Researchers at Georgia Institute of Technology have developed a novel device called the Mobile Music Touch -- a wireless glove intended to improve motor skills in people who have suffered a paralyzing spinal cord injury.
The gadget, which looks like a workout glove with a small box on its back, is meant to be used in combination with a piano. The device vibrates the wearer’s fingers, identifying which keys they are meant to play.
The glove was tested on people who had tetraplegia -- partial paralysis in their limbs. The patients had sustained their injuries a year prior to the study. During this time frame after receiving a paralyzing injury, people in rehab rarely see significant improvement in their limb movement for the rest of their lives.
However, while learning to play piano with the MMT, several patients saw improvement in their fingers’ motility.
“After our preliminary work in 2011, we suspected that the glove would have positive results for people with SCI,” Tanya Markow, a PhD graduate of Georgia Tech as well as the project’s leader, said in a release.
“But we were surprised by how much improvement they made in our study. For example, after using the glove, some participants were able to feel the texture of their bed sheets and clothes for the first time since their injury.”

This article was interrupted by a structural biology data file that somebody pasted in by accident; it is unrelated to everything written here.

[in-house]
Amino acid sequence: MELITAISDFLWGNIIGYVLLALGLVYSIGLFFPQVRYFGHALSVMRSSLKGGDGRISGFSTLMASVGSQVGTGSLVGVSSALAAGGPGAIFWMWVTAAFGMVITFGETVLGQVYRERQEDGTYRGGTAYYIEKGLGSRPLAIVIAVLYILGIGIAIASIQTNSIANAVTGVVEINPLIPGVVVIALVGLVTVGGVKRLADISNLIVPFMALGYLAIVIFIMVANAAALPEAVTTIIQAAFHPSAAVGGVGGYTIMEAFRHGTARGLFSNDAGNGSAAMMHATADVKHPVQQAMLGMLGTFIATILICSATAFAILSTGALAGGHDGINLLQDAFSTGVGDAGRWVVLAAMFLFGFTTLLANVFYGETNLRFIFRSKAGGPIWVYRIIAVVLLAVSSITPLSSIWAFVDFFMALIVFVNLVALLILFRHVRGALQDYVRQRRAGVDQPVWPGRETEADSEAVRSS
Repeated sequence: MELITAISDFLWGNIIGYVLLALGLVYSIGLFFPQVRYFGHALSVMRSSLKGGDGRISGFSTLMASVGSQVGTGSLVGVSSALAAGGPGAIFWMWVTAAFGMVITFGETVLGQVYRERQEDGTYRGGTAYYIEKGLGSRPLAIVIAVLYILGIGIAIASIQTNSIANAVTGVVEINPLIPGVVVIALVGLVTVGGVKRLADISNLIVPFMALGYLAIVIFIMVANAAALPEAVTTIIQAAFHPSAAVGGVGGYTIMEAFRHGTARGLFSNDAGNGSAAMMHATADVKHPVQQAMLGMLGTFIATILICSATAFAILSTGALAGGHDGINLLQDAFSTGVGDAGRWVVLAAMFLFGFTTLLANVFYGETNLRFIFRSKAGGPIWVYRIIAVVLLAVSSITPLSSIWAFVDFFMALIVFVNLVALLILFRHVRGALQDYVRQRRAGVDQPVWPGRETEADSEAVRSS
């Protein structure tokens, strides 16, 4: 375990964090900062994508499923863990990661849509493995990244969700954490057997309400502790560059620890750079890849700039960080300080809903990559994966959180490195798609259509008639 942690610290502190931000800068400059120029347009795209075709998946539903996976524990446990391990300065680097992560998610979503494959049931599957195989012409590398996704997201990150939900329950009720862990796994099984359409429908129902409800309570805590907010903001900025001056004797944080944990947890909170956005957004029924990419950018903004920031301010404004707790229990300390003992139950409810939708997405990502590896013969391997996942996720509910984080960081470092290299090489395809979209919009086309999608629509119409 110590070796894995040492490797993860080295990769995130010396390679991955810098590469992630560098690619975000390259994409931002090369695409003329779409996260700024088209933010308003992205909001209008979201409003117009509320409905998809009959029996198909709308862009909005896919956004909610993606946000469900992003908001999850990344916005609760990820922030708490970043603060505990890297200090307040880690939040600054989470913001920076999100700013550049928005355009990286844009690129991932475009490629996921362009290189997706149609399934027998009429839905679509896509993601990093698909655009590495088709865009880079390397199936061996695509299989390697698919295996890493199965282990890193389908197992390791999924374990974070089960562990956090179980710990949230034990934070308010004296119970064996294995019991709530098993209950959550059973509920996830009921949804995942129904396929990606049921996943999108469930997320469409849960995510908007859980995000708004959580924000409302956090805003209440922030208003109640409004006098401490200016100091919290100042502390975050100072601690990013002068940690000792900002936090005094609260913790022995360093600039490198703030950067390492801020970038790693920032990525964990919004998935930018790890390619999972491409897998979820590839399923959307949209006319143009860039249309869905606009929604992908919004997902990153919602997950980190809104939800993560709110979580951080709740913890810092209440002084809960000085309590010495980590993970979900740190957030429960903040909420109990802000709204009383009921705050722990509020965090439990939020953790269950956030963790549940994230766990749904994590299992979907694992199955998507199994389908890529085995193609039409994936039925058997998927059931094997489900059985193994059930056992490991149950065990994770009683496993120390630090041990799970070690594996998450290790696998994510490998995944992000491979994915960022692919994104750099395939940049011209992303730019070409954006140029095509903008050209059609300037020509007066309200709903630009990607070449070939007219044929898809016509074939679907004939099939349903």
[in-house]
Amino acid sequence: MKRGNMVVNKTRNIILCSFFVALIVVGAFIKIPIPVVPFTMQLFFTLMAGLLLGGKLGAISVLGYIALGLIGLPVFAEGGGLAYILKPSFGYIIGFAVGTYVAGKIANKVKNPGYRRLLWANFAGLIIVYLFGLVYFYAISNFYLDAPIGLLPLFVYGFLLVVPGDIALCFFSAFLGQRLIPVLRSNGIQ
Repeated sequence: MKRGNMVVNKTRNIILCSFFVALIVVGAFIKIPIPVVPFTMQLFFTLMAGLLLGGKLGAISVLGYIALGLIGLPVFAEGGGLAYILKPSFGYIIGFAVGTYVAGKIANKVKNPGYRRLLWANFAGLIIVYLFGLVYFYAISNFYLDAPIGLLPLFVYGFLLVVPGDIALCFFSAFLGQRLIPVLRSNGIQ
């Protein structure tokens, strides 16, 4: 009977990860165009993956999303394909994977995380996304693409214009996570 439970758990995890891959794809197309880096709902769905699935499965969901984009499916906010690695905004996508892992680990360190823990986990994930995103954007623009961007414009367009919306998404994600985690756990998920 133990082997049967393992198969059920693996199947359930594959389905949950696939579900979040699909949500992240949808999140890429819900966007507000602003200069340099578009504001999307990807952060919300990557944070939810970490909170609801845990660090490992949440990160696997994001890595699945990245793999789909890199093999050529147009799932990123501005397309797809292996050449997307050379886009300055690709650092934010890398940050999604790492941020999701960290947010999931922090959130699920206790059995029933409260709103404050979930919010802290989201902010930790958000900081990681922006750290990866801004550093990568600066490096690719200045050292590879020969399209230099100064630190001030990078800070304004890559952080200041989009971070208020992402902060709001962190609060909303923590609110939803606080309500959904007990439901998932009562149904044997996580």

Markow worked with patients with SCI over the course of eight weeks, requiring them to practice piano for 30 minutes, three times a week. Half of them wore the glove, the other half did not. Hooked up to a computer or other MP3 playing device, the MMT played a song such as Ode to Joy while the corresponding notes on the keyboard became illuminated. The glove would then vibrant the corresponding finger, signaling the wearer to tap the illuminated key.
Not only did participants practice piano with the MMT glove, but they used it in day-to-day activities as well. For two hours a day, five days a week, participants wore the glove, only feeling the vibrations – a technique that was revealed to help them learn to play piano faster.
To test the effectiveness of the glove, patients were required to perform various grabbing and sensing tests at the study’s completion. Those who used the glove performed significantly better than those who did not use the glove.